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Remote Sens. 2017, 9(12), 1268; doi:10.3390/rs9121268

An Evaluation of Satellite Estimates of Solar Surface Irradiance Using Ground Observations in San Antonio, Texas, USA

1
Texas Sustainable Energy Research Institute, University of Texas at San Antonio, San Antonio, TX 78249, USA
2
Laboratory for Remote Sensing and Geoinformatics, Department of Geological Sciences, University of Texas at San Antonio, San Antonio, TX 78249, USA
3
CPS Energy, San Antonio, TX 78205, USA
*
Author to whom correspondence should be addressed.
Received: 27 October 2017 / Revised: 23 November 2017 / Accepted: 4 December 2017 / Published: 7 December 2017
(This article belongs to the Section Land Surface Fluxes)
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Abstract

Estimates of solar irradiance at the earth’s surface from satellite observations are useful for planning both the deployment of distributed photovoltaic systems and their integration into electricity grids. In order to use surface solar irradiance from satellites for these purposes, validation of its accuracy against ground observations is needed. In this study, satellite estimates of surface solar irradiance from Geostationary Operational Environmental Satellite (GOES) are compared with ground observations at two sites, namely the main campus of the University of Texas at San Antonio (UTSA) and the Alamo Solar Farm of San Antonio (ASF). The comparisons are done mostly on an hourly timescale, under different cloud conditions classified by cloud types and cloud layers, and at different solar zenith angle intervals. It is found that satellite estimates and ground observations of surface solar irradiance are significantly correlated (p < 0.05) under all sky conditions (r: 0.80 and 0.87 on an hourly timescale and 0.94 and 0.91 on a daily timescale, respectively for the UTSA and ASF sites); on the hourly timescale, the correlations are 0.77 and 0.86 under clear-sky conditions, and 0.74 and 0.84 under cloudy conditions, respectively for the UTSA and ASF sites, and mostly >0.60 under different cloud types and layers for both sites. The correlations under cloudy-sky conditions are mostly stronger than those under clear-sky conditions at different solar zenith angles. The correlation coefficients are mostly the smallest with solar zenith angle in the range of 75–90° under all sky, clear-sky and cloudy-sky conditions. At the ASF site, the overall bias of GOES surface solar irradiance is small (+1.77 Wm−2) under all sky while relatively larger under clear-sky (−22.29 Wm−2) and cloudy-sky (+40.31 Wm−2) conditions. The overall good agreement of the satellite estimates with the ground observations underscores the usefulness of the GOES surface solar irradiance estimates for solar energy studies in the San Antonio area. View Full-Text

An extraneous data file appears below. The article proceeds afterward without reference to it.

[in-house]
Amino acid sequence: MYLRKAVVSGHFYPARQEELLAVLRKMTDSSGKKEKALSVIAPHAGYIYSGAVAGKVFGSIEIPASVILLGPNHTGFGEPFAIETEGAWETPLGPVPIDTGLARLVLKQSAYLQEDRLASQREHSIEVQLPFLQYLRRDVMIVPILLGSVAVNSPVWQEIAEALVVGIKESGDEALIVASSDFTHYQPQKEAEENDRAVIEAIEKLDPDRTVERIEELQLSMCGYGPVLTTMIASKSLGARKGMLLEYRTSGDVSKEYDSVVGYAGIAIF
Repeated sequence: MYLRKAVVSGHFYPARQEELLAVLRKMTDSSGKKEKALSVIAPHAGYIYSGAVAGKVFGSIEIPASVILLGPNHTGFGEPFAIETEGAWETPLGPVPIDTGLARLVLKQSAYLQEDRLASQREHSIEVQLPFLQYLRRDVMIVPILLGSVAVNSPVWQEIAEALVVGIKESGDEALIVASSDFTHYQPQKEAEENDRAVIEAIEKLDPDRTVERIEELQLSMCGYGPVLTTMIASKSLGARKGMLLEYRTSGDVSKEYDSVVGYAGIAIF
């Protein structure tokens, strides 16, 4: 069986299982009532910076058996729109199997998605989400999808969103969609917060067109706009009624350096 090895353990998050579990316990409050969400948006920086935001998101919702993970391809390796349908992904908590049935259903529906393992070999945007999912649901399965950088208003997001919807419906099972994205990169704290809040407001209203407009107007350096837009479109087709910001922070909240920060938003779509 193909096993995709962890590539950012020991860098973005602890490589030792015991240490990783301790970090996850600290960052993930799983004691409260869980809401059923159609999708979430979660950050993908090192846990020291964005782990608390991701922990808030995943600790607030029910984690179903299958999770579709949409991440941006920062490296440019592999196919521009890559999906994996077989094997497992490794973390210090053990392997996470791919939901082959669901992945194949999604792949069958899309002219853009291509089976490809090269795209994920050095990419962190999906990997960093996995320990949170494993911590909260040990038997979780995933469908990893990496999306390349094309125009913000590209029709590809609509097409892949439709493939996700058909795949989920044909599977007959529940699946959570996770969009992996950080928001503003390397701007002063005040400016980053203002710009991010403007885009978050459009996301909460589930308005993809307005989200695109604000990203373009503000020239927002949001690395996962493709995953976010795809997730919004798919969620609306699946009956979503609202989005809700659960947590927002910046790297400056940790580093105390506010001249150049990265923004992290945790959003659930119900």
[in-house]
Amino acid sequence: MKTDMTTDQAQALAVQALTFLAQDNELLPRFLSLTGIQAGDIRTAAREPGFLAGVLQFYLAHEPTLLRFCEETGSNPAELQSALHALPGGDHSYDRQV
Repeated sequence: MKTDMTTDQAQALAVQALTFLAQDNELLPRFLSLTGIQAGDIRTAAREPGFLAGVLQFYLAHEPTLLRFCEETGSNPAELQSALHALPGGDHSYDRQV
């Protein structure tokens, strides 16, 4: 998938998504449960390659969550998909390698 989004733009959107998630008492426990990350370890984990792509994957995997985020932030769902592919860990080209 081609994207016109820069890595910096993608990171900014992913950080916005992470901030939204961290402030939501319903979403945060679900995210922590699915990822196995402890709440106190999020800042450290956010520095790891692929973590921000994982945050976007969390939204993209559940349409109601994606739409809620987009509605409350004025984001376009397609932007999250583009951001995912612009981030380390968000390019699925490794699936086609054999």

Keywords: surface solar irradiance; downward shortwave radiation; global horizontal irradiance; cloud category; correlation analysis surface solar irradiance; downward shortwave radiation; global horizontal irradiance; cloud category; correlation analysis
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This is an open access article distributed under the Creative Commons Attribution License which permits unrestricted use, distribution, and reproduction in any medium, provided the original work is properly cited. (CC BY 4.0).

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MDPI and ACS Style

Xia, S.; Mestas-Nuñez, A.M.; Xie, H.; Vega, R. An Evaluation of Satellite Estimates of Solar Surface Irradiance Using Ground Observations in San Antonio, Texas, USA. Remote Sens. 2017, 9, 1268.

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